[FoRK] Should Exist: a new UNIX shell

Jeff Bone <jbone at place.org> on Sun Jun 3 09:21:17 PDT 2007

On Jun 3, 2007, at 10:39 AM, Lucas Gonze wrote:

> The biggest thing the shell needs is discoverability.

fish emphasizes discoverability specifically as one of its top goals.



I can't really agree that this is the biggest thing the shell needs,  
as if it was I suspect lots more people --- me included --- would be  
using fish. ;-)  Here's my problem;  I sit in the shell and schlep  
huge amounts of data for analytical purposes day in, day out.  In  
doing so, at least once a day I find myself forced to actually drop  
down to some other tool just because I have some relatively simple  
--- yet more complicated than is suitable for e.g. bc --- numerical  
or otherwise complex computation I need to do.  Or I need a data  
structure more complicated than delimited line-oriented records.  Or  
I've got to join data that's coming from two different places /  
APIs / tools in two different formats.  Etc., etc., etc., --- such is  
my life. ;-)

Often I'll knock out a piece of awk inline, but when things get more  
complicated than that it's a problem;  and the fact that I've  
"tunneled" awk syntax into the shell w/ '' is vexacious, as is the  
fact that if I want to do several things w/ the awk data structures I  
create I have to write a bigger and more multi-function awk program  
than is reasonable inline.  (Same comments apply for inline Perl,  
Python, etc.)

I could use another language entirely as my interactive environment;   
I have and sometimes do exactly that.  Python / IPython / SciPy, R,  
Mathematica, whatever.  The problem with all of these is that (a)  
they make accessing the rich and infinitely composable "standard"  
UNIX toolkit and environment difficult and unnatural to use the way  
you would from a shell, and (b) they don't support that style of on- 
the-fly composition, really.  So I end up using those purely as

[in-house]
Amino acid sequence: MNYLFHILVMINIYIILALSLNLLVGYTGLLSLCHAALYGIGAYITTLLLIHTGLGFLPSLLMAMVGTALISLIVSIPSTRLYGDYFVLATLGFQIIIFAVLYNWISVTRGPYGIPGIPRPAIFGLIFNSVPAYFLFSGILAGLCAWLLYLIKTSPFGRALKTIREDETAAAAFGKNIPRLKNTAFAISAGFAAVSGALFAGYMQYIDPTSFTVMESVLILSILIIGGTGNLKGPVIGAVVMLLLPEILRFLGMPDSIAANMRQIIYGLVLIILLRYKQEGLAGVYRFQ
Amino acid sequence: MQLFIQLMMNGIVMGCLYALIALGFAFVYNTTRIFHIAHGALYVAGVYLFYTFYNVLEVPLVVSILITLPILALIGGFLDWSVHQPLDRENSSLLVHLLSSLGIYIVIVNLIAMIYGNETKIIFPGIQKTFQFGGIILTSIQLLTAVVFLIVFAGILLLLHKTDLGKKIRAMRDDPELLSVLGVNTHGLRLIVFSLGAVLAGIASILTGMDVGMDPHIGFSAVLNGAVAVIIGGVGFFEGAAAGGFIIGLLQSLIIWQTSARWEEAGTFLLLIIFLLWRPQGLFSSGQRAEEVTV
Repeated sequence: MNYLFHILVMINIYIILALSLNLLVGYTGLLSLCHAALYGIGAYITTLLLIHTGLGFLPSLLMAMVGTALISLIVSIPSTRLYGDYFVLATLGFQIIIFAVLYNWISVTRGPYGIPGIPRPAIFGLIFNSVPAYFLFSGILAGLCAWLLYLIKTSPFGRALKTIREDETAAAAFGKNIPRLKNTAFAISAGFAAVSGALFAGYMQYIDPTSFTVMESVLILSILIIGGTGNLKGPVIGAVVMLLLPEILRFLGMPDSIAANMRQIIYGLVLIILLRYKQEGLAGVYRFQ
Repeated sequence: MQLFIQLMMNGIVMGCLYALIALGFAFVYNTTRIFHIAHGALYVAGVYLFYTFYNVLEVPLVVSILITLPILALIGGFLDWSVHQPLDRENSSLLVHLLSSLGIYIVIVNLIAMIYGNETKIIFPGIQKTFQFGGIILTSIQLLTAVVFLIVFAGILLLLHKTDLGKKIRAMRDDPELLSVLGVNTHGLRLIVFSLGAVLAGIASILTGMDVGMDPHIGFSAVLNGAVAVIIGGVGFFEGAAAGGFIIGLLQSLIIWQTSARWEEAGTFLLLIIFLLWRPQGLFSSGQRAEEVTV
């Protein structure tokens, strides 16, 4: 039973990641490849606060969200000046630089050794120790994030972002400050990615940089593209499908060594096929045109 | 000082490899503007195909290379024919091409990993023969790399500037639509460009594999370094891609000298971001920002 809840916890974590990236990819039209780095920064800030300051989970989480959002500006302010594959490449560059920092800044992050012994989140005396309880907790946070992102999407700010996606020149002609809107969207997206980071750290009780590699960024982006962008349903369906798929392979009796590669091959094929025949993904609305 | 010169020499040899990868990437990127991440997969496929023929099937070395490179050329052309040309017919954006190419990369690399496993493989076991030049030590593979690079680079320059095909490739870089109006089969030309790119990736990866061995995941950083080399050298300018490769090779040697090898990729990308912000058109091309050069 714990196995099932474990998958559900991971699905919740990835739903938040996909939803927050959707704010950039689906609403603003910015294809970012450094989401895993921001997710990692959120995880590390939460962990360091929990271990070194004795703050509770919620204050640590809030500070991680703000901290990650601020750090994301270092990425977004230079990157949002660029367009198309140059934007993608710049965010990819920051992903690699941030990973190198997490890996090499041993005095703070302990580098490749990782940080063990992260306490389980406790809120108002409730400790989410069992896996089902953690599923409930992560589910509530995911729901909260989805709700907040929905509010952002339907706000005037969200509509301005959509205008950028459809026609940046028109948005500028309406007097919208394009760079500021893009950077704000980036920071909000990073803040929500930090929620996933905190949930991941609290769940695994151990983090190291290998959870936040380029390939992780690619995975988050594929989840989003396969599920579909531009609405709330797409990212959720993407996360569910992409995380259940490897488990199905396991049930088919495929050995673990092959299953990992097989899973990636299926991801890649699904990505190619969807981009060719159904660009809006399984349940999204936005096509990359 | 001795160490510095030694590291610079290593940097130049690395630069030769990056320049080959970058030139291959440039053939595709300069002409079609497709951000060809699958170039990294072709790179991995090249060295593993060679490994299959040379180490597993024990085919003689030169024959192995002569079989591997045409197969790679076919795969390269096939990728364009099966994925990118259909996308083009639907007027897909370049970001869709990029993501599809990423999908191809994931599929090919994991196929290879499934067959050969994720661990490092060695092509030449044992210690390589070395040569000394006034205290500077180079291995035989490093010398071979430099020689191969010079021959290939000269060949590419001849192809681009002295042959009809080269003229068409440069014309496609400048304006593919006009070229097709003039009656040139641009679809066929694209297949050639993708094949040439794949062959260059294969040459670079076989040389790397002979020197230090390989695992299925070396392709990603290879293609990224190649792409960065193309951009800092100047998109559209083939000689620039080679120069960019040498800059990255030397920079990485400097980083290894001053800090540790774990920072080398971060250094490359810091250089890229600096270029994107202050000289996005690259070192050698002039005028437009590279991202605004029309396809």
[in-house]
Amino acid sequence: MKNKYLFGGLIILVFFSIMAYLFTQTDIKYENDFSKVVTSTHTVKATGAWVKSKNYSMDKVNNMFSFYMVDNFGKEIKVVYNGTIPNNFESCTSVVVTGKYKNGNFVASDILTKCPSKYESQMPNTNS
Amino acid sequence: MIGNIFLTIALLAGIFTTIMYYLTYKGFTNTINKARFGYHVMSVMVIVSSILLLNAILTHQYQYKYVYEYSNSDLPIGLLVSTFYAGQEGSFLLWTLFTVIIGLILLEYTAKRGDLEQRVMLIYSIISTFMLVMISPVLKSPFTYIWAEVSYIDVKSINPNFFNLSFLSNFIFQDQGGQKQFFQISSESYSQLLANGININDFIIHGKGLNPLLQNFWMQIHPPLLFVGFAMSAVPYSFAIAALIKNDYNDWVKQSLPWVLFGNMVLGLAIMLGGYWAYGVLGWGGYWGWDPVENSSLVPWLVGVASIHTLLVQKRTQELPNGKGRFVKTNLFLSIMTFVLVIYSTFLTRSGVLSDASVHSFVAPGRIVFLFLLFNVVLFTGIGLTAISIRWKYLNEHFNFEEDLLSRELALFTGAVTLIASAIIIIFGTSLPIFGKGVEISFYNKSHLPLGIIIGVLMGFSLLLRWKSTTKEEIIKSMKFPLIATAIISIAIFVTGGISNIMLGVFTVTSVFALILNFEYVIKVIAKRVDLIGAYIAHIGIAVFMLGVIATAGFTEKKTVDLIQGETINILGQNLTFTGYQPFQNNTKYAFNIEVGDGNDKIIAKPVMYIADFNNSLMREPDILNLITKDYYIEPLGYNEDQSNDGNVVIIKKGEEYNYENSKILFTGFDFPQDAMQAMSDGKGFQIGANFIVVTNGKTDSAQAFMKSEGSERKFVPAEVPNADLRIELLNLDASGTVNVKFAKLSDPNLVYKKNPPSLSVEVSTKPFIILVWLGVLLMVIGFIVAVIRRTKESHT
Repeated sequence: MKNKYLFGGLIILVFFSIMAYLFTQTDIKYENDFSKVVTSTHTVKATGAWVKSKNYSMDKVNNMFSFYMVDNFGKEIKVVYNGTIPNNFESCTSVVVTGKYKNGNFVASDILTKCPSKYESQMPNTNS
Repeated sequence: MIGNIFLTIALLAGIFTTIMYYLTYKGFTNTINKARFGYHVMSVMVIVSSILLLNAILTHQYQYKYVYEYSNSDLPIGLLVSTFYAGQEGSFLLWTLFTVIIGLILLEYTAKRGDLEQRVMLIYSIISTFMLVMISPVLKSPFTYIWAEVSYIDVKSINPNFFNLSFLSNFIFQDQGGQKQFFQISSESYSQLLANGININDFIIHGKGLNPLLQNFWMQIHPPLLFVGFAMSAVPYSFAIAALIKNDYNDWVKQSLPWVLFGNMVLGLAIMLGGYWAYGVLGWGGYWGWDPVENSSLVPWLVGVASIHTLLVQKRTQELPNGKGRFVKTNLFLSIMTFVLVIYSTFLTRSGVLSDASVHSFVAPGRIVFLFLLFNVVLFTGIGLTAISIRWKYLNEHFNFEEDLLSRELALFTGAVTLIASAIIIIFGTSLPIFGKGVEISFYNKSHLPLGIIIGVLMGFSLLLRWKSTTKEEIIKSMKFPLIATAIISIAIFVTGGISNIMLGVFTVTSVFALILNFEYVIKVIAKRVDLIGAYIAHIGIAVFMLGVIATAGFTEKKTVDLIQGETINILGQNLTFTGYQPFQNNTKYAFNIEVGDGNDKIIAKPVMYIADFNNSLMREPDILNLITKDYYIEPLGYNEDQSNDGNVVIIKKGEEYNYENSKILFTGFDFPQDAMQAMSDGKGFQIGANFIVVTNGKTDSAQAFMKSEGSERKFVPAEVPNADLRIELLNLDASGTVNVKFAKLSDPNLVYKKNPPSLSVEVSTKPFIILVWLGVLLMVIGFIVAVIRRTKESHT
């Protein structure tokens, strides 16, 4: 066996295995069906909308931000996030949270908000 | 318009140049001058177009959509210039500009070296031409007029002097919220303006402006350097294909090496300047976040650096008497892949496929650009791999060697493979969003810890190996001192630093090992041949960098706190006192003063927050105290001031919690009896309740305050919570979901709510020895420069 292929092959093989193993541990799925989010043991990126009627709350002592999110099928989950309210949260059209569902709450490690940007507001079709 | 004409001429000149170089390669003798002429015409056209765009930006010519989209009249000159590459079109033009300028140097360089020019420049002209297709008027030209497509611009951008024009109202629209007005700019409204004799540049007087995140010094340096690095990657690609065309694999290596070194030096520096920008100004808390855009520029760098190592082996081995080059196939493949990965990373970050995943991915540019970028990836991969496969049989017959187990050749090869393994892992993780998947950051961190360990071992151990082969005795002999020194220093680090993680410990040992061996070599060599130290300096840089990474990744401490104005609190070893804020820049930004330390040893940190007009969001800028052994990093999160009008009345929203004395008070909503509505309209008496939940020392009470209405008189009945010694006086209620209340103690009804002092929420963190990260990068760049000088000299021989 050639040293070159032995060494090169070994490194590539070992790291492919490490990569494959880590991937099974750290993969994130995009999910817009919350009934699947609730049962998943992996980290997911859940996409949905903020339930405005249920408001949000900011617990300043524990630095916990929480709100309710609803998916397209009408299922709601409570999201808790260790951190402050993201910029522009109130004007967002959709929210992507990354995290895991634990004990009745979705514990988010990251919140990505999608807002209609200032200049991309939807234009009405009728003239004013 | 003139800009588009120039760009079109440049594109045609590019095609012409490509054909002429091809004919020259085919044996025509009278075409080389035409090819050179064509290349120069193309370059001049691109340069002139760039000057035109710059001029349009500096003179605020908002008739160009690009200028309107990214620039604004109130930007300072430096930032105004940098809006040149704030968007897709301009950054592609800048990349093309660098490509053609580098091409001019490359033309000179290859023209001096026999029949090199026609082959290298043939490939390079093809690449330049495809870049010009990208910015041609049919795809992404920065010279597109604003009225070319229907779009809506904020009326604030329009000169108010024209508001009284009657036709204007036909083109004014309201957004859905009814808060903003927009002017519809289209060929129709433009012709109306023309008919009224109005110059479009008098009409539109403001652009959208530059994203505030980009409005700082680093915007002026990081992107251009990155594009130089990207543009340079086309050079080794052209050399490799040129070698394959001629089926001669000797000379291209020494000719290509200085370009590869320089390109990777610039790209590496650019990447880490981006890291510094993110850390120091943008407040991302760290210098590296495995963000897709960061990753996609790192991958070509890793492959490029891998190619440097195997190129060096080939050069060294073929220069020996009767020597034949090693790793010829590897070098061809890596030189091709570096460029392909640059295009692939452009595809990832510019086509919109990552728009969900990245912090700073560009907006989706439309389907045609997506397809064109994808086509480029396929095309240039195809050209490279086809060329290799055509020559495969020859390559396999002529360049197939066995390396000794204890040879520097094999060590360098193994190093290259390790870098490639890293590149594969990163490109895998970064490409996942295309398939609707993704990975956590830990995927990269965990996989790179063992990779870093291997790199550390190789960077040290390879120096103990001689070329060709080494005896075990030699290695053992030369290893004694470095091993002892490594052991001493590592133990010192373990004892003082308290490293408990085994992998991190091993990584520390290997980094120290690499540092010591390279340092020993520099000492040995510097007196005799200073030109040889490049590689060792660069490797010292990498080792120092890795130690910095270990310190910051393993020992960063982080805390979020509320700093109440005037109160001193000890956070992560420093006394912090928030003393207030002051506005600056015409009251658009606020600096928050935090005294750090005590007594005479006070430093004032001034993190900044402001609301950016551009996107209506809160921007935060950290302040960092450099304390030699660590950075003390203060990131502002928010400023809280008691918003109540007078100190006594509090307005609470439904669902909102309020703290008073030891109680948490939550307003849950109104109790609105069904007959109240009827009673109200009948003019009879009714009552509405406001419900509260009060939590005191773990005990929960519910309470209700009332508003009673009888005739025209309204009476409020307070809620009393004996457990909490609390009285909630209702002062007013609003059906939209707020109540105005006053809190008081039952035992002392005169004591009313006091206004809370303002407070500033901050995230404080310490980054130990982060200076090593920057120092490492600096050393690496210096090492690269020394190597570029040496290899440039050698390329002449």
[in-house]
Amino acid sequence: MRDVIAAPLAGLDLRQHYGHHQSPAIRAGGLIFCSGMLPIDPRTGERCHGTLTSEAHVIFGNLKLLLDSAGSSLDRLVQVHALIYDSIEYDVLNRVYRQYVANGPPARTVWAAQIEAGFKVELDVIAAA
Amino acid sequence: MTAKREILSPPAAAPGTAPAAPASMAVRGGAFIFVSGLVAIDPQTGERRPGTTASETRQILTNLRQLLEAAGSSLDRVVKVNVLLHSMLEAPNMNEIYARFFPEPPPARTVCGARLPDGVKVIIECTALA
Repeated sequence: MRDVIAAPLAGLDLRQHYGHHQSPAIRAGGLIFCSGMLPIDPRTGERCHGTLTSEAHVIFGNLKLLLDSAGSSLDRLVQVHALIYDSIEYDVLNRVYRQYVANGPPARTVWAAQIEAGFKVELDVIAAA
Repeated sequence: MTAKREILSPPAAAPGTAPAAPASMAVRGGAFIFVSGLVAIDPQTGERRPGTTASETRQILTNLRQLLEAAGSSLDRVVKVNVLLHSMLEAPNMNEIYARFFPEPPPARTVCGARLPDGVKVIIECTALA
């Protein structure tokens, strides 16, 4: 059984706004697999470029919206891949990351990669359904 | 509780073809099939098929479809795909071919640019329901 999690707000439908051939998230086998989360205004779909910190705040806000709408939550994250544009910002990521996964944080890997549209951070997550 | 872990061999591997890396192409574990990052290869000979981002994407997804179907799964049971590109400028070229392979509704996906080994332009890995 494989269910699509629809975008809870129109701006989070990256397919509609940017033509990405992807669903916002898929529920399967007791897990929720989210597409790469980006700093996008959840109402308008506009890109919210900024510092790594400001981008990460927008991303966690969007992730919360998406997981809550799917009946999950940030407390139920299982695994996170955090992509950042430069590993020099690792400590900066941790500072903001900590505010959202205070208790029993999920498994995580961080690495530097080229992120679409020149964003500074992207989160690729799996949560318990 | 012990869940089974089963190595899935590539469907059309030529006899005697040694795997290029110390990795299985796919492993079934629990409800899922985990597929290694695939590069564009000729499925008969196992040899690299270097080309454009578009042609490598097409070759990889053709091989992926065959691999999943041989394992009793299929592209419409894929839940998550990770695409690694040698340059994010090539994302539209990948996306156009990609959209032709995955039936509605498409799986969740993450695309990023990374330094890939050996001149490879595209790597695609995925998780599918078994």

languages for writing tools, or for solving limited problems, while  
the shell remains the generalist tool / interactive environment and  
compositional paradigm;  thus I don't get the benefit of the  
interactivity of those languages, except as a freebie in the debug  

A few pointers to relevant and hopfully interesting papers...

An oldie but goodie, one of my all-time favorites, highly recommended:


Also check out the following;  the first is a paper about es, a shell  
with lexical scoping and higher-order functions.  The second is a  
paper about Inferno's sh, which is inspired by es and rc and has a  
different approach to first-class code blocks.



Also, in the section on inspirations I forgot to mention osh;  it's a  
cluster tool written in Python that supports piping of tuples  
containing Python datatypes.  It suffers from the aforementioned  
weakness of using awk on the command line --- you're "tunneling" a  
Python-like syntax into the shell through single quotes, thus there's  
impedance.  Nonetheless, it's been a sometimes-useful tool.


> Personally, I learned about "less" when I
> happened to be watching a friend working in a shell window.

I suspect that's how most folks learn most things about the UNIX  
shell, unfortunately...

I agree --- discoverability is *a* requirement.  It is in fact the  
main thing I was implying when I listed "usability."  It's necessary  
--- but not sufficient.  To allow the shell to reach it's full  
potential, i.e. to allow me to spend more of my time solving problems  
in the shell itself rather than bopping around between various  
language tools, there are much more pressing requirements.  ;-)  (I  
don't think my use case is all that unique, btw, which is why I'm  
willing to use myself as a proxy Joe user for requirements  

The embarrassing bit is that Microsoft --- MICROSOFT --- appears to  
have come up with a CLI that scales much more fully to "real  



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